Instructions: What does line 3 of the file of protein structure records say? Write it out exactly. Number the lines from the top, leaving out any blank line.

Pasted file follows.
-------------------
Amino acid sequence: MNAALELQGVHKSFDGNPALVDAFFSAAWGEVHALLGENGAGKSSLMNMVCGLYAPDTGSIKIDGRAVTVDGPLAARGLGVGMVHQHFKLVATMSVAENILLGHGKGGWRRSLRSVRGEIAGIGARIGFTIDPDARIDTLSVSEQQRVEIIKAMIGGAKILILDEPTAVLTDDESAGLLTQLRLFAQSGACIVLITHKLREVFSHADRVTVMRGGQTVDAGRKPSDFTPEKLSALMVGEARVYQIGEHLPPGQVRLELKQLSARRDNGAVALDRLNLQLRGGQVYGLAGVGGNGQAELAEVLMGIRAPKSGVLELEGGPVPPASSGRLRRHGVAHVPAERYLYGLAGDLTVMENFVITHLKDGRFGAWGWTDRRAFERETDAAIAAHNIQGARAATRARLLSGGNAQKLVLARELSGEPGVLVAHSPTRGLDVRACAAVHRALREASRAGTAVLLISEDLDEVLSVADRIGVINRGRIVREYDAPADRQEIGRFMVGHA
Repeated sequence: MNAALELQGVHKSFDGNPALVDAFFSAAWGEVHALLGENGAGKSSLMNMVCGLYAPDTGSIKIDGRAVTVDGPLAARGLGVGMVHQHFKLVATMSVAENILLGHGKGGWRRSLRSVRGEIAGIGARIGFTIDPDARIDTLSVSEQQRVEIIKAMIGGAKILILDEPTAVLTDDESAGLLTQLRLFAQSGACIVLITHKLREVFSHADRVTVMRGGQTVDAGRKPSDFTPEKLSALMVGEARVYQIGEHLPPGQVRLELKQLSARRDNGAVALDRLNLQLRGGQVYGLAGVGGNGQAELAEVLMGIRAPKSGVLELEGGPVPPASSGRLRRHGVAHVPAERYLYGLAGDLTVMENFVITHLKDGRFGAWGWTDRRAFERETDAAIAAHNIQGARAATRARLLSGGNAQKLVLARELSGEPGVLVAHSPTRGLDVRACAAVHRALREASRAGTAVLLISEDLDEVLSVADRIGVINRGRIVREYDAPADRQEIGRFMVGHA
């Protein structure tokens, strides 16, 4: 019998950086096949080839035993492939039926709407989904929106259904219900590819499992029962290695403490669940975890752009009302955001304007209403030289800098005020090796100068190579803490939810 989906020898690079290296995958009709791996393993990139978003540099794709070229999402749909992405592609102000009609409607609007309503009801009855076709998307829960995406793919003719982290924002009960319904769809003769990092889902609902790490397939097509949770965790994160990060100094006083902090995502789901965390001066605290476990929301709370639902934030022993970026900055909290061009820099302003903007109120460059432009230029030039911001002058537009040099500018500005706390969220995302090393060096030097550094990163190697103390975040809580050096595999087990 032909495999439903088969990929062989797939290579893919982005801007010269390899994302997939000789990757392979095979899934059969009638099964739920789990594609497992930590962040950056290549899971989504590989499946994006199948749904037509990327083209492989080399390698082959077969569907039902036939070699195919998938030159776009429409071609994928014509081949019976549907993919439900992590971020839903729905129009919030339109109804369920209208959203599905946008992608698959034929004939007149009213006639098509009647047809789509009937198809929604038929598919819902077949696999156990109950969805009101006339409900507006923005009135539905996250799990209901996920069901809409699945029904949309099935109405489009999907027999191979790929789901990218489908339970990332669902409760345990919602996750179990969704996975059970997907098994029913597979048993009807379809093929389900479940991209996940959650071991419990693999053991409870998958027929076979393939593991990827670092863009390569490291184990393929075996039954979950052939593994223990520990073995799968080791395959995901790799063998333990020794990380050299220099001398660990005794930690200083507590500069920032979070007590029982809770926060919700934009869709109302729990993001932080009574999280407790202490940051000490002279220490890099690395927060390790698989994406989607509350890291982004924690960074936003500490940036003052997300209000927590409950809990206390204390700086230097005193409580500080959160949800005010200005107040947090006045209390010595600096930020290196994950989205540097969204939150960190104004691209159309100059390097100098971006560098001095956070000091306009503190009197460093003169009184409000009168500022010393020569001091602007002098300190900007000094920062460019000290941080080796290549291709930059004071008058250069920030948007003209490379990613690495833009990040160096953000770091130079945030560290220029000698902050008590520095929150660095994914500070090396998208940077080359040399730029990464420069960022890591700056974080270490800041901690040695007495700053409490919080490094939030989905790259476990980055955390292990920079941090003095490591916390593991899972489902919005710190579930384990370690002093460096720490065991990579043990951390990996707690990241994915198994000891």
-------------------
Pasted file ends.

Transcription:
């Protein structure tokens, strides 16, 4: 019998950086096949080839035993492939039926709407989904929106259904219900590819499992029962290695403490669940975890752009009302955001304007209403030289800098005020090796100068190579803490939810 989906020898690079290296995958009709791996393993990139978003540099794709070229999402749909992405592609102000009609409607609007309503009801009855076709998307829960995406793919003719982290924002009960319904769809003769990092889902609902790490397939097509949770965790994160990060100094006083902090995502789901965390001066605290476990929301709370639902934030022993970026900055909290061009820099302003903007109120460059432009230029030039911001002058537009040099500018500005706390969220995302090393060096030097550094990163190697103390975040809580050096595999087990 032909495999439903088969990929062989797939290579893919982005801007010269390899994302997939000789990757392979095979899934059969009638099964739920789990594609497992930590962040950056290549899971989504590989499946994006199948749904037509990327083209492989080399390698082959077969569907039902036939070699195919998938030159776009429409071609994928014509081949019976549907993919439900992590971020839903729905129009919030339109109804369920209208959203599905946008992608698959034929004939007149009213006639098509009647047809789509009937198809929604038929598919819902077949696999156990109950969805009101006339409900507006923005009135539905996250799990209901996920069901809409699945029904949309099935109405489009999907027999191979790929789901990218489908339970990332669902409760345990919602996750179990969704996975059970997907098994029913597979048993009807379809093929389900479940991209996940959650071991419990693999053991409870998958027929076979393939593991990827670092863009390569490291184990393929075996039954979950052939593994223990520990073995799968080791395959995901790799063998333990020794990380050299220099001398660990005794930690200083507590500069920032979070007590029982809770926060919700934009869709109302729990993001932080009574999280407790202490940051000490002279220490890099690395927060390790698989994406989607509350890291982004924690960074936003500490940036003052997300209000927590409950809990206390204390700086230097005193409580500080959160949800005010200005107040947090006045209390010595600096930020290196994950989205540097969204939150960190104004691209159309100059390097100098971006560098001095956070000091306009503190009197460093003169009184409000009168500022010393020569001091602007002098300190900007000094920062460019000290941080080796290549291709930059004071008058250069920030948007003209490379990613690495833009990040160096953000770091130079945030560290220029000698902050008590520095929150660095994914500070090396998208940077080359040399730029990464420069960022890591700056974080270490800041901690040695007495700053409490919080490094939030989905790259476990980055955390292990920079941090003095490591916390593991899972489902919005710190579930384990370690002093460096720490065991990579043990951390990996707690990241994915198994000891």